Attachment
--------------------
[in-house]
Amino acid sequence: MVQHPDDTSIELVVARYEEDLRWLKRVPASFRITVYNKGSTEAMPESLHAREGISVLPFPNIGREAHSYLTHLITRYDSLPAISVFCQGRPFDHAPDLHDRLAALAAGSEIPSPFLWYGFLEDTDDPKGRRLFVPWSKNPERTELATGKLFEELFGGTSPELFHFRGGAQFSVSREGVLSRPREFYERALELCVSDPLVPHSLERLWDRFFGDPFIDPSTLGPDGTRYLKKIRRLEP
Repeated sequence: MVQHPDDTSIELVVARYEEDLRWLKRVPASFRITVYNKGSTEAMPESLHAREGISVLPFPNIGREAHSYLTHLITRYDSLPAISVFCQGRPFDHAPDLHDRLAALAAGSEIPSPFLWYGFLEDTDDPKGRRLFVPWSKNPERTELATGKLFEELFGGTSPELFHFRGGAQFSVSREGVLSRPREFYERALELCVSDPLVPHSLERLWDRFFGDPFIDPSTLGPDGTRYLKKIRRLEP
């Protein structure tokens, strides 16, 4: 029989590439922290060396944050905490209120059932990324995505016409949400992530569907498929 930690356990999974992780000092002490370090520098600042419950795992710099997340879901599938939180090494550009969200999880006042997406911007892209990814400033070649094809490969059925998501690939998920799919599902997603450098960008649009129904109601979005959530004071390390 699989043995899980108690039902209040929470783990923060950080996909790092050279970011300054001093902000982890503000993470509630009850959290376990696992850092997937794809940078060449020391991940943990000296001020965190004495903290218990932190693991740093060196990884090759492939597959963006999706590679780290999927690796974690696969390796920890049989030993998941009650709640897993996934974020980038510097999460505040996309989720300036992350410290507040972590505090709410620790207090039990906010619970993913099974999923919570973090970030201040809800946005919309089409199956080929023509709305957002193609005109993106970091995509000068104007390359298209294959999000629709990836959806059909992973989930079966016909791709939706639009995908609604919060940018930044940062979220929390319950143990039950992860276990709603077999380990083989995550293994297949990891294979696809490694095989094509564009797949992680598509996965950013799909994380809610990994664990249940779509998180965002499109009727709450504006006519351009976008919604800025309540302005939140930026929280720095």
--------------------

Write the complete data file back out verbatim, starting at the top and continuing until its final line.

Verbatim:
[in-house]
Amino acid sequence: MVQHPDDTSIELVVARYEEDLRWLKRVPASFRITVYNKGSTEAMPESLHAREGISVLPFPNIGREAHSYLTHLITRYDSLPAISVFCQGRPFDHAPDLHDRLAALAAGSEIPSPFLWYGFLEDTDDPKGRRLFVPWSKNPERTELATGKLFEELFGGTSPELFHFRGGAQFSVSREGVLSRPREFYERALELCVSDPLVPHSLERLWDRFFGDPFIDPSTLGPDGTRYLKKIRRLEP
Repeated sequence: MVQHPDDTSIELVVARYEEDLRWLKRVPASFRITVYNKGSTEAMPESLHAREGISVLPFPNIGREAHSYLTHLITRYDSLPAISVFCQGRPFDHAPDLHDRLAALAAGSEIPSPFLWYGFLEDTDDPKGRRLFVPWSKNPERTELATGKLFEELFGGTSPELFHFRGGAQFSVSREGVLSRPREFYERALELCVSDPLVPHSLERLWDRFFGDPFIDPSTLGPDGTRYLKKIRRLEP
């Protein structure tokens, strides 16, 4: 029989590439922290060396944050905490209120059932990324995505016409949400992530569907498929 930690356990999974992780000092002490370090520098600042419950795992710099997340879901599938939180090494550009969200999880006042997406911007892209990814400033070649094809490969059925998501690939998920799919599902997603450098960008649009129904109601979005959530004071390390 699989043995899980108690039902209040929470783990923060950080996909790092050279970011300054001093902000982890503000993470509630009850959290376990696992850092997937794809940078060449020391991940943990000296001020965190004495903290218990932190693991740093060196990884090759492939597959963006999706590679780290999927690796974690696969390796920890049989030993998941009650709640897993996934974020980038510097999460505040996309989720300036992350410290507040972590505090709410620790207090039990906010619970993913099974999923919570973090970030201040809800946005919309089409199956080929023509709305957002193609005109993106970091995509000068104007390359298209294959999000629709990836959806059909992973989930079966016909791709939706639009995908609604919060940018930044940062979220929390319950143990039950992860276990709603077999380990083989995550293994297949990891294979696809490694095989094509564009797949992680598509996965950013799909994380809610990994664990249940779509998180965002499109009727709450504006006519351009976008919604800025309540302005939140930026929280720095």